Read the full Samsung 860 Pro review
The Corsair MP600 Pro LPX blazes out of the gate with some of the fastest performance we’ve seen from a consumer SSD. In sequential benchmarks, it blows out the Samsung 980 Pro and WD Black SN850. It’s not leading the crowd for random operations, but it’s not lagging far behind. The fact that this drive is delivering so much performance while maintaining a reasonable 16-cents-per-gigabyte value and even includes its own low-profile cooler that’s ready for PS5 just makes this drive that much harder to beat. The real kicker is that Corsair offers variants with bigger heatsinks that cost just a little bit less.
Read the full Corsair MP600 Pro LPX review
How to choose the best SSD for you
It’s important to check if your setup is properly equipped to handle an SSD. Otherwise you might not be able to use it to its full potential. If you only have a SATA III port available, it’s capable of running a solid state drive, but it’s at a bit of a disadvantage to you. Running an SSD through a SATA III port actually creates a bottleneck effect and holds the drive back from its full performance.
You’ll want to check if you have a free PCIe connection that slots into the motherboard, letting the solid state drive reach its full performance power. If you have those slots occupied by graphics cards or sound cards, though, you may not want to free up space for an SSD.
Some motherboards now also come with additional M.2 ports for SSDs, but if yours doesn’t, you might want to consider one of the best hard drives to get extra storage.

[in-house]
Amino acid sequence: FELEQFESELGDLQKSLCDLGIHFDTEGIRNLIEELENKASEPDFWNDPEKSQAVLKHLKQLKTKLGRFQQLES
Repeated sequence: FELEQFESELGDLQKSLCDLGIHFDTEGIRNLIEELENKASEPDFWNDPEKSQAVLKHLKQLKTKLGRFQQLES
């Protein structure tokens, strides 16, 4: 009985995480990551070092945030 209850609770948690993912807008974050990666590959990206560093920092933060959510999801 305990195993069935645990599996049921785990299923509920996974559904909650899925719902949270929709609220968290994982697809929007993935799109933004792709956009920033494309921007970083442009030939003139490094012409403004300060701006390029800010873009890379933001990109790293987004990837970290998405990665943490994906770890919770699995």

What’s the difference between an SSD and a hard drive?
When it comes to the debate of SSD vs HDD it’s important to know they both have the same function - storage for files on your computer or laptop. SSDs have shown us the future of storage technology because, unlike a traditional hard drive, solid state drives run on NAND (Negative-AND) flash memory and can still have similar storage capacities compared to HDDs.
One prime difference between SSDs and HDDs is the price, as you can find hard drives that have more storage capacity for a lower price. However, if you’re looking for a storage drive with lightning fast speeds, getting an SSD is the way to go, as their tech and performance can’t really compare with traditional hard drives. There’s a time and place for both hard drives and solid state drives, but if you really want to upgrade your PC’s performance, an SSD is the best option.